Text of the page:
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What’s the difference between Pansexuality and Bisexuality?

What’s the difference between Pansexuality and Bisexuality?

Many people try to define pansexuality by opposing it to bisexuality, and vice versa.

A pansexual person (“pan” meaning “all”) is a person who has a sexual, emotional, romantic or spiritual attraction to an individual, regardless of biological sex, gender expression or sexual orientation.

But bisexuality, thus, remains anchored in a binary schema: there are men, there are women and one can, in the course of one’s life, be as well attracted sexually or sentimentally by one as by the other.

A palette that has its flag: pink, yellow and blue. The pink represents the attraction to women, the blue the attraction to men and the yellow the attraction to non-binary people.

With this in mind, the acronym for the LGBT community – for lesbian, gay, bi and Trans – now has a version that is more accurate and closer to our experiences and feelings: LGBTQIA+. The Q stands for Queer, the I for Intersex, the A for Asexual, and the + to multiply the sexual orientations, to get out of the famous boxes to define our sexuality, and to claim all the deep emotional links.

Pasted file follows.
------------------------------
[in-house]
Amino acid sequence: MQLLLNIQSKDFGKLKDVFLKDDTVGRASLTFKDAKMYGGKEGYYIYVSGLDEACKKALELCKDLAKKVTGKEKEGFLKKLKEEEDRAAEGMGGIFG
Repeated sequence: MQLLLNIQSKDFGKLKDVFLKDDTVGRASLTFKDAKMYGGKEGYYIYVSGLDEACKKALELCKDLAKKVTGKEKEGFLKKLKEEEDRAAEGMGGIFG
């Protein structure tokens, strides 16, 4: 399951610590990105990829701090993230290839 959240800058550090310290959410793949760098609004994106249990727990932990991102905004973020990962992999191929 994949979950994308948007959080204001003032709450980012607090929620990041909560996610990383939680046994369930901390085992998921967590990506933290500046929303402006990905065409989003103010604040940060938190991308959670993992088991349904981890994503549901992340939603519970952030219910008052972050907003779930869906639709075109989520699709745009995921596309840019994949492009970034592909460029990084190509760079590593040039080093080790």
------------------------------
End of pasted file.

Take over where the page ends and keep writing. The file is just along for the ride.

Commonalities between bisexuality and pansexuality

Defining and distinguishing between pansexuality and bisexuality is one thing. But what these two sexual orientations have in common is the attraction for several genders, whether they are counted by two or more. They affirm an openness and invite, without any injunction, the individuals to leave the educational and strongly anchored sexual patterns.

If Freud worked on the notion of bisexuality and the very fact that human beings have both male and female sexual dispositions (all bisexuals?), are we – to go further – all pansexuals? Am I pansexual myself? Are we all inclined to love and feel strong emotions for any type of individual?

The question remains interesting, but the answer is highly intimate and individual. Each person is free to question or not, to initiate an introspection or not, to come out or not.

Let’s stop trying to be everything or nothing. We are, period. And we let ourselves be guided by our desires, our desires, our encounters, our couples, far from boxes and dictionaries.

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